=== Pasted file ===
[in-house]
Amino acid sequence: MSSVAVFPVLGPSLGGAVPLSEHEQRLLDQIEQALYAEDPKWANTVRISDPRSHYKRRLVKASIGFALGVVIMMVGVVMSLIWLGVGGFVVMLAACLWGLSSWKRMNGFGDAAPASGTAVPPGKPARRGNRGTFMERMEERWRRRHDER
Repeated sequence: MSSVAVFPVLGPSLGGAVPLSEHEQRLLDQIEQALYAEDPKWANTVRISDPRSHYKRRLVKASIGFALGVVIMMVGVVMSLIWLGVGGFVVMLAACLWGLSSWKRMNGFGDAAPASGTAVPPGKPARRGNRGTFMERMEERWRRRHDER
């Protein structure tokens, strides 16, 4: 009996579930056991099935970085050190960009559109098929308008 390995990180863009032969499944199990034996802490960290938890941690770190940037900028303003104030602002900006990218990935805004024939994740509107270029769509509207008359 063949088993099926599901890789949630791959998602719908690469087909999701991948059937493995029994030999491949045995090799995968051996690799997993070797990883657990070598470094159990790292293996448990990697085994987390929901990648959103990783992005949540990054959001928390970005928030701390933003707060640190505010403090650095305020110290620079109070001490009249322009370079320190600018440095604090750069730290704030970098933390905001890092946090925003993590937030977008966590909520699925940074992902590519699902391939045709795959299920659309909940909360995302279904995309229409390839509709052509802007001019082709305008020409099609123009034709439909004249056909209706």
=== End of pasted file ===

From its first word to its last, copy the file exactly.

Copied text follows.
[in-house]
Amino acid sequence: MSSVAVFPVLGPSLGGAVPLSEHEQRLLDQIEQALYAEDPKWANTVRISDPRSHYKRRLVKASIGFALGVVIMMVGVVMSLIWLGVGGFVVMLAACLWGLSSWKRMNGFGDAAPASGTAVPPGKPARRGNRGTFMERMEERWRRRHDER
Repeated sequence: MSSVAVFPVLGPSLGGAVPLSEHEQRLLDQIEQALYAEDPKWANTVRISDPRSHYKRRLVKASIGFALGVVIMMVGVVMSLIWLGVGGFVVMLAACLWGLSSWKRMNGFGDAAPASGTAVPPGKPARRGNRGTFMERMEERWRRRHDER
């Protein structure tokens, strides 16, 4: 009996579930056991099935970085050190960009559109098929308008 390995990180863009032969499944199990034996802490960290938890941690770190940037900028303003104030602002900006990218990935805004024939994740509107270029769509509207008359 063949088993099926599901890789949630791959998602719908690469087909999701991948059937493995029994030999491949045995090799995968051996690799997993070797990883657990070598470094159990790292293996448990990697085994987390929901990648959103990783992005949540990054959001928390970005928030701390933003707060640190505010403090650095305020110290620079109070001490009249322009370079320190600018440095604090750069730290704030970098933390905001890092946090925003993590937030977008966590909520699925940074992902590519699902391939045709795959299920659309909940909360995302279904995309229409390839509709052509802007001019082709305008020409099609123009034709439909004249056909209706």